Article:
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Saturday, 12 February 2011

Mississippi ponders putting KKK leader and Confederate hero Nathan Bedford Forrest on license plates (USA)

A new civil war is brewing in Mississippi over a proposal to put a former Ku Klux Klan grand wizard on state license plates.

Confederate Gen. Nathan Bedford Forrest, notorious for leading a massacre of black Union soldiers and leading the KKK in its early days, would appear on the plates in 2014 if the group Sons of Confederate Veterans gets its way.

The organization is sponsoring a series of specialty plates over the next four years to commemorate the 150th anniversary of the Civil War.

This year's plate features the last home of Confederate president Jefferson Davis.

The state's chapter of the NAACP strongly criticized the call to honor Forrest, who led several battles in Mississippi during the war.

"He should be viewed in the same light that we view Saddam Hussein and Osama bin Laden," Derrick Johnson, the president of the NAACP in Mississippi, told The Associated Press, adding that the Klan was a "terrorist group."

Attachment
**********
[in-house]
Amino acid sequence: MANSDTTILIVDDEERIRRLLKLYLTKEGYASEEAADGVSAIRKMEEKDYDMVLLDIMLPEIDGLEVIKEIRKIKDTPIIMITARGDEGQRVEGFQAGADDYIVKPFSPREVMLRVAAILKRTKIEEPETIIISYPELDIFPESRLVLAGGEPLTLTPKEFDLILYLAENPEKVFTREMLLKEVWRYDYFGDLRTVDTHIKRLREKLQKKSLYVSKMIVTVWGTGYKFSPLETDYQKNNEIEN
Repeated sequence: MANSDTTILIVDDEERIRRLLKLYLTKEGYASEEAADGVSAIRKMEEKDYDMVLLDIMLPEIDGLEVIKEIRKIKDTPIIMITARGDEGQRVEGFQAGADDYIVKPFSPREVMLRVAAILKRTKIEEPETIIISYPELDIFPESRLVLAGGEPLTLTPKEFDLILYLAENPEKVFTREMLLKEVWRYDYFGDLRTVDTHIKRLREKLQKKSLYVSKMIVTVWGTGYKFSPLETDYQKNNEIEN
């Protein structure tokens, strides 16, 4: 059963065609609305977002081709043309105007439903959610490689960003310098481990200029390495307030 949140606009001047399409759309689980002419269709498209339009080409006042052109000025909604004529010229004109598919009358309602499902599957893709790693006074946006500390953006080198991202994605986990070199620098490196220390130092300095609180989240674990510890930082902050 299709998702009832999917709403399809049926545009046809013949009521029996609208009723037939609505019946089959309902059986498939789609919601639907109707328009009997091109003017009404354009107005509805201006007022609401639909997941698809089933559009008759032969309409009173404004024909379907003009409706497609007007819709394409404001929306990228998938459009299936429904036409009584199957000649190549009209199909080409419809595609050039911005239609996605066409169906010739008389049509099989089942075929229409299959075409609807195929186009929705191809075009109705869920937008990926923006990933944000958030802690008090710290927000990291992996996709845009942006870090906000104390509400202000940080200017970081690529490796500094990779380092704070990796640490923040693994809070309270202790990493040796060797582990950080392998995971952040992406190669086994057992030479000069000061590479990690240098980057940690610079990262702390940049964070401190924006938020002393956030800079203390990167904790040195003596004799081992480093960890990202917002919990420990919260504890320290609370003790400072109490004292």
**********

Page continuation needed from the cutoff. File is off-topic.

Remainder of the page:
"The state of Mississippi should deny any vanity tags which would highlight racial hatred in this state," he said.

Forrest was born in Tennessee and joined his home state's KKK shortly after the war. Klan members were notorious for beating and killing blacks in the South, as well as intimidating black voters during elections.

The general has been hailed as a military hero and disgraced as a butcher leading a slaughter of black troops who had surrendered during a battle at Fort Pillow, Tenn. in 1864.

However, before his death in 1877, some historians claim Forrest softened his views on racial relations.

"If Christian redemption means anything - and we all want redemption, I think - he redeemed himself in his own time, in his own actions, in his own words," Greg Stewart, a Sons of Confederate Veterans member, told the AP. "We should respect that."

At least one black state lawmaker isn't bothered by the group's push to remember Forrest.

"I don't have a problem with it," Rep. Willie Bailey said. "They have that right. We'll look at it. As long as it's not offensive to anybody, then they have the same rights as anybody else has."

 NY Daily News